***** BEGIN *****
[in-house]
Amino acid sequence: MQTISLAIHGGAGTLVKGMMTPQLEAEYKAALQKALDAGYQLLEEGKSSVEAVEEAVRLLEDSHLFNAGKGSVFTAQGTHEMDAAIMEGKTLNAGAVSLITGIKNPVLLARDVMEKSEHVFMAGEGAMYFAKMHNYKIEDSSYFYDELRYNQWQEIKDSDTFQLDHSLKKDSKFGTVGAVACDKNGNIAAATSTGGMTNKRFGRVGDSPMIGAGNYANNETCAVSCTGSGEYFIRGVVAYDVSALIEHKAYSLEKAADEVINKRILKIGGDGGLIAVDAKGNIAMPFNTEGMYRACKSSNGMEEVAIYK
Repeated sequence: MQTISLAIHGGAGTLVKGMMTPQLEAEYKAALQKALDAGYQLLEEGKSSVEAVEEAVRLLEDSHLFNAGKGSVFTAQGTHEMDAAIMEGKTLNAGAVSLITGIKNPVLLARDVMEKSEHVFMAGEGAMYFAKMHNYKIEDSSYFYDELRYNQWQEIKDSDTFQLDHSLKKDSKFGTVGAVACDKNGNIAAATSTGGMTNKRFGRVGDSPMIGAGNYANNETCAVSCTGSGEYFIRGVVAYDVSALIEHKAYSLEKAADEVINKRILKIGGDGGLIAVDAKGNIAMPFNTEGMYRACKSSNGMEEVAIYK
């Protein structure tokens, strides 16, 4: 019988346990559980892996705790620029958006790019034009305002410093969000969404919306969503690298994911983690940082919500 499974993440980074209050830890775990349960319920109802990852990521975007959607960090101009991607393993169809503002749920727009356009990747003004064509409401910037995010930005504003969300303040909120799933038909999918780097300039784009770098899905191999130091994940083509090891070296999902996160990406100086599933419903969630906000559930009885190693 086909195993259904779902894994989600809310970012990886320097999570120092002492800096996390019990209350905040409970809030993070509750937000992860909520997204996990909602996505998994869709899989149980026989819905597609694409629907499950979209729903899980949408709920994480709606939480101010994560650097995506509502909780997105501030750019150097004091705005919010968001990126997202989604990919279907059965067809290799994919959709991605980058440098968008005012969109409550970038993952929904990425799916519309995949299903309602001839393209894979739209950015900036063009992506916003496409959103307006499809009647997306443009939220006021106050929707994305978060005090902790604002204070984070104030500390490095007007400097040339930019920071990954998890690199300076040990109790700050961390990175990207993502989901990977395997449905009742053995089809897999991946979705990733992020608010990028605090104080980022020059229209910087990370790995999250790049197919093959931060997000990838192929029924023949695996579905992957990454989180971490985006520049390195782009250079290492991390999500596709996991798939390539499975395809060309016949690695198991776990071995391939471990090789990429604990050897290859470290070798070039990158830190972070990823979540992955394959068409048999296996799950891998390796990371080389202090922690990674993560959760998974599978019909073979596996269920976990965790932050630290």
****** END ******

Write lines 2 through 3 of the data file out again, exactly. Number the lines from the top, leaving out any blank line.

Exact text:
Amino acid sequence: MQTISLAIHGGAGTLVKGMMTPQLEAEYKAALQKALDAGYQLLEEGKSSVEAVEEAVRLLEDSHLFNAGKGSVFTAQGTHEMDAAIMEGKTLNAGAVSLITGIKNPVLLARDVMEKSEHVFMAGEGAMYFAKMHNYKIEDSSYFYDELRYNQWQEIKDSDTFQLDHSLKKDSKFGTVGAVACDKNGNIAAATSTGGMTNKRFGRVGDSPMIGAGNYANNETCAVSCTGSGEYFIRGVVAYDVSALIEHKAYSLEKAADEVINKRILKIGGDGGLIAVDAKGNIAMPFNTEGMYRACKSSNGMEEVAIYK
Repeated sequence: MQTISLAIHGGAGTLVKGMMTPQLEAEYKAALQKALDAGYQLLEEGKSSVEAVEEAVRLLEDSHLFNAGKGSVFTAQGTHEMDAAIMEGKTLNAGAVSLITGIKNPVLLARDVMEKSEHVFMAGEGAMYFAKMHNYKIEDSSYFYDELRYNQWQEIKDSDTFQLDHSLKKDSKFGTVGAVACDKNGNIAAATSTGGMTNKRFGRVGDSPMIGAGNYANNETCAVSCTGSGEYFIRGVVAYDVSALIEHKAYSLEKAADEVINKRILKIGGDGGLIAVDAKGNIAMPFNTEGMYRACKSSNGMEEVAIYK